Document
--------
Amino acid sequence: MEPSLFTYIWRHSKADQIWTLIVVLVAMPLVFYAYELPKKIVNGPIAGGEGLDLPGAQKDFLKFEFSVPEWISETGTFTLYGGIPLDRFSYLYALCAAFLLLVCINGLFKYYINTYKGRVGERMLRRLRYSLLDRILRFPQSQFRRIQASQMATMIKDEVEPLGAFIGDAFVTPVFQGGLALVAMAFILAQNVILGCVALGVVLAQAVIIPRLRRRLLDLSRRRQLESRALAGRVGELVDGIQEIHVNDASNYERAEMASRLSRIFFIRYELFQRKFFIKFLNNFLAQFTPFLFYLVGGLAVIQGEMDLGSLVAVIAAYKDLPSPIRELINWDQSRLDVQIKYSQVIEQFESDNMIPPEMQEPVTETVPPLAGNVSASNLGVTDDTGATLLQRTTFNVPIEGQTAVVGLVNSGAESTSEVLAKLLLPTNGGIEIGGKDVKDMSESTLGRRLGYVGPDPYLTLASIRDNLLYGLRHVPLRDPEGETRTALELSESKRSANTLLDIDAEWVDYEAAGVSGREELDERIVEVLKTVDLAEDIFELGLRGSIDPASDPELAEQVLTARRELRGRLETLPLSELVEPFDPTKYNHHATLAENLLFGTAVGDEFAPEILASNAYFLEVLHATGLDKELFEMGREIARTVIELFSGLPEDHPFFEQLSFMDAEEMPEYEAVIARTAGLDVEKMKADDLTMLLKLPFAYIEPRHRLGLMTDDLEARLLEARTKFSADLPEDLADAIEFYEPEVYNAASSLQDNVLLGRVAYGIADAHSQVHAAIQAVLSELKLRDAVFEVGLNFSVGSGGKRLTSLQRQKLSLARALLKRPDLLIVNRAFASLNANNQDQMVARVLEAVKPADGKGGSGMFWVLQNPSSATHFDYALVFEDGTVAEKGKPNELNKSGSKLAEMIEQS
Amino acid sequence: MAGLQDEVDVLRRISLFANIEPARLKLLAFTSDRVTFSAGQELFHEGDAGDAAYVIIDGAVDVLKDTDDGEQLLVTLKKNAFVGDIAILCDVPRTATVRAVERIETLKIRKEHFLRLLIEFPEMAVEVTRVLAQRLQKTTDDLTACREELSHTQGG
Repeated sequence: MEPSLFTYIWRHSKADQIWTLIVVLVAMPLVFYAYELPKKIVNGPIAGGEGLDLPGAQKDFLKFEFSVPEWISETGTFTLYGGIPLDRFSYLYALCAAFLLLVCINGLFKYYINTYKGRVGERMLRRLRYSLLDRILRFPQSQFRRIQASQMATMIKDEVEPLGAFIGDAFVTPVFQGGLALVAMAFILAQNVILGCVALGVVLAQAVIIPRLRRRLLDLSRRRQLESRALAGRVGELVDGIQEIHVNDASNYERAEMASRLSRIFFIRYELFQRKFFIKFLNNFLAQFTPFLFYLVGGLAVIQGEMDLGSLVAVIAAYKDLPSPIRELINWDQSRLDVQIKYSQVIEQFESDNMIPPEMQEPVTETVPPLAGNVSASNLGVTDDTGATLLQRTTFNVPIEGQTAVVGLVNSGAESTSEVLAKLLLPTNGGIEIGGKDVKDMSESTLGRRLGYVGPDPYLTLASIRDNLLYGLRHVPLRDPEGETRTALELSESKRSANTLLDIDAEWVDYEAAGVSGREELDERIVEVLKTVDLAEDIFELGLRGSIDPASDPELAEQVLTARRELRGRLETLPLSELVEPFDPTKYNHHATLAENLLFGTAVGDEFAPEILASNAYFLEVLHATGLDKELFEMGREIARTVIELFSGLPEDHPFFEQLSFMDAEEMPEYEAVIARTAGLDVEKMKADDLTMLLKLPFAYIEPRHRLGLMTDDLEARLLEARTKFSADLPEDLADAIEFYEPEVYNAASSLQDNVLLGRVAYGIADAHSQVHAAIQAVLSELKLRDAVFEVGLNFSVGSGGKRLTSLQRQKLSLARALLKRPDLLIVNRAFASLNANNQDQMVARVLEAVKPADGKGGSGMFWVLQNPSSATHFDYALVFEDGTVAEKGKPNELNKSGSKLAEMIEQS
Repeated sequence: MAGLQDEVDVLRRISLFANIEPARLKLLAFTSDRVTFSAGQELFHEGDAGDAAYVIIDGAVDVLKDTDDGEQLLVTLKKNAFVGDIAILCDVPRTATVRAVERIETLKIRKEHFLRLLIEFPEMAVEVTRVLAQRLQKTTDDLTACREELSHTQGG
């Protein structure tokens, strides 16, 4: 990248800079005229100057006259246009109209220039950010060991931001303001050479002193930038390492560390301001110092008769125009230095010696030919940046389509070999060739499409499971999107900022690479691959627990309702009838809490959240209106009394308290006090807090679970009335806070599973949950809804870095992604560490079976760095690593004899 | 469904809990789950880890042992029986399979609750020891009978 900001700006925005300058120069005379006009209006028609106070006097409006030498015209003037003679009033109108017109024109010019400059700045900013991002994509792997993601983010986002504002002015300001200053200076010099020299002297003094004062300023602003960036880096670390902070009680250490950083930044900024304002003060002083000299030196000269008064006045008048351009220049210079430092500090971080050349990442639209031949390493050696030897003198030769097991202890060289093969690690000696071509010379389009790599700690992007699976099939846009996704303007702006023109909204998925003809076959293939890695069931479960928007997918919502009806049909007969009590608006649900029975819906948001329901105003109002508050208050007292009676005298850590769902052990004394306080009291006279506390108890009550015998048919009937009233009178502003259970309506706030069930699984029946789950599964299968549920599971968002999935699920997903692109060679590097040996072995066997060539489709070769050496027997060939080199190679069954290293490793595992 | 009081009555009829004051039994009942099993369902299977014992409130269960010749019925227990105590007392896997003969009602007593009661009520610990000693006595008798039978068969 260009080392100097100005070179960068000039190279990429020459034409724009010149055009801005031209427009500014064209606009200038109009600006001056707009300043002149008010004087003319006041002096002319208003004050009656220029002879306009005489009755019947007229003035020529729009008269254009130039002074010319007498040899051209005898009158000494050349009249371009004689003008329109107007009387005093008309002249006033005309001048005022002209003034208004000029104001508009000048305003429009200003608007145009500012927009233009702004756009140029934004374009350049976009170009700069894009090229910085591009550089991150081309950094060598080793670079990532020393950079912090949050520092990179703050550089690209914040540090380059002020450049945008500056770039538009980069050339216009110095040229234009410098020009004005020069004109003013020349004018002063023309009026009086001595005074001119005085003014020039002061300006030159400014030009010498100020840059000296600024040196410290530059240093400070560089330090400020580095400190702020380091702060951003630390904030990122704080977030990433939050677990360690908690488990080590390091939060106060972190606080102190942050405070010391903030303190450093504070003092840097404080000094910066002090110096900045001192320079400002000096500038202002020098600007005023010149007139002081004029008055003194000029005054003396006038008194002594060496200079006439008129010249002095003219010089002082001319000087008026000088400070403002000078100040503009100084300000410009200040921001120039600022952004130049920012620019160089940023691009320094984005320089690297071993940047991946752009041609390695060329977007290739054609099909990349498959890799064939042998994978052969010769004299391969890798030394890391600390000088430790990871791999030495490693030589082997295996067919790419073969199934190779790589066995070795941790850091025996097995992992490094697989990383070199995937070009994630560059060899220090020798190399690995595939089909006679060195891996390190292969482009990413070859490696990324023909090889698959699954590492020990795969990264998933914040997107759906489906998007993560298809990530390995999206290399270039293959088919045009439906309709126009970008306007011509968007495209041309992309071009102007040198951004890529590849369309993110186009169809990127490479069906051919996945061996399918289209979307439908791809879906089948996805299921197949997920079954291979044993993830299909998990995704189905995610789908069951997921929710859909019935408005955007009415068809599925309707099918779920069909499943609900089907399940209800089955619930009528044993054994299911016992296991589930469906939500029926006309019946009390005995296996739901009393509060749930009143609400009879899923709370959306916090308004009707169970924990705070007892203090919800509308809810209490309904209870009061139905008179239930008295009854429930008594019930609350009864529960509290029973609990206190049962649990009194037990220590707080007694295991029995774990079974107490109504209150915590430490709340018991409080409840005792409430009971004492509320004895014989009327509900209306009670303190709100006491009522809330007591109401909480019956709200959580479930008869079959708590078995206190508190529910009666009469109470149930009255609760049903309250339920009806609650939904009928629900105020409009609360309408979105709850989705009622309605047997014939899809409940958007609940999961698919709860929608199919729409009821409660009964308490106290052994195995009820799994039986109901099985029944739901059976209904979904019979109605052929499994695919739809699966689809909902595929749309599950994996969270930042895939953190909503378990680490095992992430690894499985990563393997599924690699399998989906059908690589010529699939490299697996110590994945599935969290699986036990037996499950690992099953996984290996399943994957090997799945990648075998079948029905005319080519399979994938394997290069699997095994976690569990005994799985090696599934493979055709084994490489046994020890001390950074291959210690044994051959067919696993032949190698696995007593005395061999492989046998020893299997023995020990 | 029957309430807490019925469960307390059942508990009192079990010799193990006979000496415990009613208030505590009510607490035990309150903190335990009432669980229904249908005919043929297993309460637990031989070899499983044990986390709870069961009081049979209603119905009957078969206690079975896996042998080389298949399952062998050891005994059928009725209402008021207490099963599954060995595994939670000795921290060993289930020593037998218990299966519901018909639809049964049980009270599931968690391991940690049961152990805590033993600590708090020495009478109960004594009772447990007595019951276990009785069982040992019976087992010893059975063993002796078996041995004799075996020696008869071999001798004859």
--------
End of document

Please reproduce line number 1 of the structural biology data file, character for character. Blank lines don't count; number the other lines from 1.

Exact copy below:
Amino acid sequence: MEPSLFTYIWRHSKADQIWTLIVVLVAMPLVFYAYELPKKIVNGPIAGGEGLDLPGAQKDFLKFEFSVPEWISETGTFTLYGGIPLDRFSYLYALCAAFLLLVCINGLFKYYINTYKGRVGERMLRRLRYSLLDRILRFPQSQFRRIQASQMATMIKDEVEPLGAFIGDAFVTPVFQGGLALVAMAFILAQNVILGCVALGVVLAQAVIIPRLRRRLLDLSRRRQLESRALAGRVGELVDGIQEIHVNDASNYERAEMASRLSRIFFIRYELFQRKFFIKFLNNFLAQFTPFLFYLVGGLAVIQGEMDLGSLVAVIAAYKDLPSPIRELINWDQSRLDVQIKYSQVIEQFESDNMIPPEMQEPVTETVPPLAGNVSASNLGVTDDTGATLLQRTTFNVPIEGQTAVVGLVNSGAESTSEVLAKLLLPTNGGIEIGGKDVKDMSESTLGRRLGYVGPDPYLTLASIRDNLLYGLRHVPLRDPEGETRTALELSESKRSANTLLDIDAEWVDYEAAGVSGREELDERIVEVLKTVDLAEDIFELGLRGSIDPASDPELAEQVLTARRELRGRLETLPLSELVEPFDPTKYNHHATLAENLLFGTAVGDEFAPEILASNAYFLEVLHATGLDKELFEMGREIARTVIELFSGLPEDHPFFEQLSFMDAEEMPEYEAVIARTAGLDVEKMKADDLTMLLKLPFAYIEPRHRLGLMTDDLEARLLEARTKFSADLPEDLADAIEFYEPEVYNAASSLQDNVLLGRVAYGIADAHSQVHAAIQAVLSELKLRDAVFEVGLNFSVGSGGKRLTSLQRQKLSLARALLKRPDLLIVNRAFASLNANNQDQMVARVLEAVKPADGKGGSGMFWVLQNPSSATHFDYALVFEDGTVAEKGKPNELNKSGSKLAEMIEQS